That increase, to $47.8 million, was on a same-station basis in the third quarter and included $1.2 million of political revenue. For the first nine months of the year, Salem has written $3 million in political revenue, an increase of 28% from 2014, the last big mid-term election year.
Salem CEO Ed Atsimger said, on more than one occasion, that Facebook was chipping away at its revenue. The company has been working on a new digital strategy to try to combat that. One of the steps it took was to hire Jamie Cohen as VP Local Digital earlier this year. Cohen came over from USA Today Network and is responsible for driving local digital revenue growth, which Atsinger says is up 35% since his arrival.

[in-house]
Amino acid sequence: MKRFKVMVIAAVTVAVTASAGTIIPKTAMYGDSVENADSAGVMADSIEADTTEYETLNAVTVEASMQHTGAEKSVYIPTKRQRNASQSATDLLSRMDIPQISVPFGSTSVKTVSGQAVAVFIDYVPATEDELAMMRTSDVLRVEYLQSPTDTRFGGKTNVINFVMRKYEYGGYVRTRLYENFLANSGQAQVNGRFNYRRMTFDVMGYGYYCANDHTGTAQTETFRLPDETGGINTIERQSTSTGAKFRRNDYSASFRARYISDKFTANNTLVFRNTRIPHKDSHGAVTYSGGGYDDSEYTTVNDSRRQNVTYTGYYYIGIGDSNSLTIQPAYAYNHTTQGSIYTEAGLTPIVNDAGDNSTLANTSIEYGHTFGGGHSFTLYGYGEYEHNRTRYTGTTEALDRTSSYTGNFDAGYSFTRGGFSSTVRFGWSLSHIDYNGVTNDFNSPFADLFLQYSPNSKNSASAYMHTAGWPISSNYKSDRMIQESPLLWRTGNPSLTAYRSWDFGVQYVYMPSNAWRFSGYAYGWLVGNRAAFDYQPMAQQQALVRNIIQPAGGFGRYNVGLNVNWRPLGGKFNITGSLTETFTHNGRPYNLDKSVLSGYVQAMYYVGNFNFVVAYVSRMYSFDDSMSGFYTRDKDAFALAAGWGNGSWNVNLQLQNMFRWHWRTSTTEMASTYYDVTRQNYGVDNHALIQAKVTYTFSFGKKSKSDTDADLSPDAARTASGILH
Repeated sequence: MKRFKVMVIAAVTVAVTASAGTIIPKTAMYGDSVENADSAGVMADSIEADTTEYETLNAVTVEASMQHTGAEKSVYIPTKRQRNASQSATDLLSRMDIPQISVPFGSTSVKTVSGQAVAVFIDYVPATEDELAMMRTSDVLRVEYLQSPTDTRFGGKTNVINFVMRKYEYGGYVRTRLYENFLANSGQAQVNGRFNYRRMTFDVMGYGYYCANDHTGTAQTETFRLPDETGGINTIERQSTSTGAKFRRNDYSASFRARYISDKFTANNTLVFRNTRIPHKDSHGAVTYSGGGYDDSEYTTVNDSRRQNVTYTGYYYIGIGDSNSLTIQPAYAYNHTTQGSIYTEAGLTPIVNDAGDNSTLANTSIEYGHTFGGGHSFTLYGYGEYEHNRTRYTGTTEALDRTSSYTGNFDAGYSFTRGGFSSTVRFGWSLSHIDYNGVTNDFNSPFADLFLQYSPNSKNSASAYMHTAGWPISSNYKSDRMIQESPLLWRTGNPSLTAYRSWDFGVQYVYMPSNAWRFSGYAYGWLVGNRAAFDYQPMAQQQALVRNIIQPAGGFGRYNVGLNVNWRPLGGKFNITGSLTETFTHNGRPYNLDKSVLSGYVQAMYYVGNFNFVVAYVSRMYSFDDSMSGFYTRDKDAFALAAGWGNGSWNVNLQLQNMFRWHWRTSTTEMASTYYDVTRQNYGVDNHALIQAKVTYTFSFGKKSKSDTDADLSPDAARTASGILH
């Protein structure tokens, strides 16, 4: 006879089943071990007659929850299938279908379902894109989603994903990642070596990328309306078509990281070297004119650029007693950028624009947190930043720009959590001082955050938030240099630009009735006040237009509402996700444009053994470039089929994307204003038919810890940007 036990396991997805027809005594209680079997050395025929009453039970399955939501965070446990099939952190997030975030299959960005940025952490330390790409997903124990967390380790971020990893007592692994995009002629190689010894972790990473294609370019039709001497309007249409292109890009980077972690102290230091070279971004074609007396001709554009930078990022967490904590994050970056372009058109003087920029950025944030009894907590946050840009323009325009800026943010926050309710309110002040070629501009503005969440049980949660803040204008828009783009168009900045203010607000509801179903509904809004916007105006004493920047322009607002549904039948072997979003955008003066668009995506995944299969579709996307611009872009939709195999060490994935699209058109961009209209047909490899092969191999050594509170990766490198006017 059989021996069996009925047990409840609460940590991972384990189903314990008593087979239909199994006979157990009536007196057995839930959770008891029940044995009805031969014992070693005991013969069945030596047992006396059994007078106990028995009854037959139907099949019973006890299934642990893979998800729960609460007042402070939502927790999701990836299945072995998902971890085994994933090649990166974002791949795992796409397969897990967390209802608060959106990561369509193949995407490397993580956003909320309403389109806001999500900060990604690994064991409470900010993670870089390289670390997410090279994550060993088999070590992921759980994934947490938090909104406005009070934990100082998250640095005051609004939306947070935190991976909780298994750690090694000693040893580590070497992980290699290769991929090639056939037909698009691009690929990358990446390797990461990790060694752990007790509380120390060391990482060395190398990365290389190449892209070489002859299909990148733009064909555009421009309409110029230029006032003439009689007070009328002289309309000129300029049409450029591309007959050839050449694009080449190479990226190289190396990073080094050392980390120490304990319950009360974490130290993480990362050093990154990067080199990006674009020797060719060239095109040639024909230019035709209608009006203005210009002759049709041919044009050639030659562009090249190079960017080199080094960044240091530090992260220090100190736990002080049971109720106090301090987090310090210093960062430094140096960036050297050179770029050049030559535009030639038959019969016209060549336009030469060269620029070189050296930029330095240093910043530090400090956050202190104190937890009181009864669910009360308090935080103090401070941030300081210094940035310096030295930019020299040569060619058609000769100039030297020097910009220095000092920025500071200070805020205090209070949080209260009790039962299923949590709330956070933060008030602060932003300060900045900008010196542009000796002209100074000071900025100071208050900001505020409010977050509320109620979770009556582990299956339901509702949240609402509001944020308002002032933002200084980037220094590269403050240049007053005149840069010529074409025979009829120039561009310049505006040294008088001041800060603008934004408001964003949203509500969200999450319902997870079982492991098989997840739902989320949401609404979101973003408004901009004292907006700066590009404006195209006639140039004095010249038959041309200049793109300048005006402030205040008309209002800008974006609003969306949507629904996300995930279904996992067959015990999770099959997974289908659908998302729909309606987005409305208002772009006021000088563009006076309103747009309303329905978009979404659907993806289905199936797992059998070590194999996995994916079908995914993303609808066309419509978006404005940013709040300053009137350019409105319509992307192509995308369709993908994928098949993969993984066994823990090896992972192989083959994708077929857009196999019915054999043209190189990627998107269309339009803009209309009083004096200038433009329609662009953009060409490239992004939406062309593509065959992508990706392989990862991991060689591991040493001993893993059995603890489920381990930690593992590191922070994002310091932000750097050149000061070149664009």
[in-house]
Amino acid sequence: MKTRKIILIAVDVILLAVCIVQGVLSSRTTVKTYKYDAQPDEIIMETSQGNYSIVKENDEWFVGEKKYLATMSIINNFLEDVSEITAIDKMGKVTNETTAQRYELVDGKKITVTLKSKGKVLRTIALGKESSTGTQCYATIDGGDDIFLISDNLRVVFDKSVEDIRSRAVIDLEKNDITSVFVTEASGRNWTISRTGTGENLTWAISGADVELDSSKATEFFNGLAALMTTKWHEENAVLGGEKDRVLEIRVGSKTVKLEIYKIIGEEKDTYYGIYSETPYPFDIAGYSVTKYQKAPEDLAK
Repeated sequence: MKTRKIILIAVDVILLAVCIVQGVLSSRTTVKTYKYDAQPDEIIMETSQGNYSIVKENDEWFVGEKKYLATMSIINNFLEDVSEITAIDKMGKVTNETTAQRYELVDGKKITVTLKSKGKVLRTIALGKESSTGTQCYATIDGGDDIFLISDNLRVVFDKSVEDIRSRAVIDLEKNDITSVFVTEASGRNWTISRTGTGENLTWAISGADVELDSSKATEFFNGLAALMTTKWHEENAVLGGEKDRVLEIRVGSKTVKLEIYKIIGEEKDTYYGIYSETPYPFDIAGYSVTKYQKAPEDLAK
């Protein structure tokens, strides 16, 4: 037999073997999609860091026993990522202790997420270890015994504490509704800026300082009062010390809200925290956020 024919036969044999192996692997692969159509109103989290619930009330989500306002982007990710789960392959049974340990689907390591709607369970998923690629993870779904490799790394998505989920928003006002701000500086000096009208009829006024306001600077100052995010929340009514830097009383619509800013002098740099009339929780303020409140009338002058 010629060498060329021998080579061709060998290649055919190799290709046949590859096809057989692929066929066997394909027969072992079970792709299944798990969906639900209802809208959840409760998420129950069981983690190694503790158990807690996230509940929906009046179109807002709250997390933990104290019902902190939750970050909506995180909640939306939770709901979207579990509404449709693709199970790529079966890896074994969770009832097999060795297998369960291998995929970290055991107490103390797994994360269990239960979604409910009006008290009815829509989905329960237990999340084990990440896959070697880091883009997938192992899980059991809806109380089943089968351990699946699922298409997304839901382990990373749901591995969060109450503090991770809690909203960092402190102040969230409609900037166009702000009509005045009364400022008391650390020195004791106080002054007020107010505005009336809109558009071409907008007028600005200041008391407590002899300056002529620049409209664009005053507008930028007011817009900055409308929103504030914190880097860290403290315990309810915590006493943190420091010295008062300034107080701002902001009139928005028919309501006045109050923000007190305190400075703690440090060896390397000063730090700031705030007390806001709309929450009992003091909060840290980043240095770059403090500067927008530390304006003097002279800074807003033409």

Including digital, broadcast, and publishing, Salem’s net revenue was flat at $65 million. For the fourth quarter, the company is projecting total revenue to be between flat and a decrease of 2% from fourth quarter 2017 total revenue of $67.2 million.
Salem provides Christian and conservative programming and owns and/or operates 116 radio stations, with 73 stations in the top 25 media markets. It also operates the Salem Radio Network, a national network, with nationally syndicated programs comprising Christian teaching and talk, conservative talk, news, and music.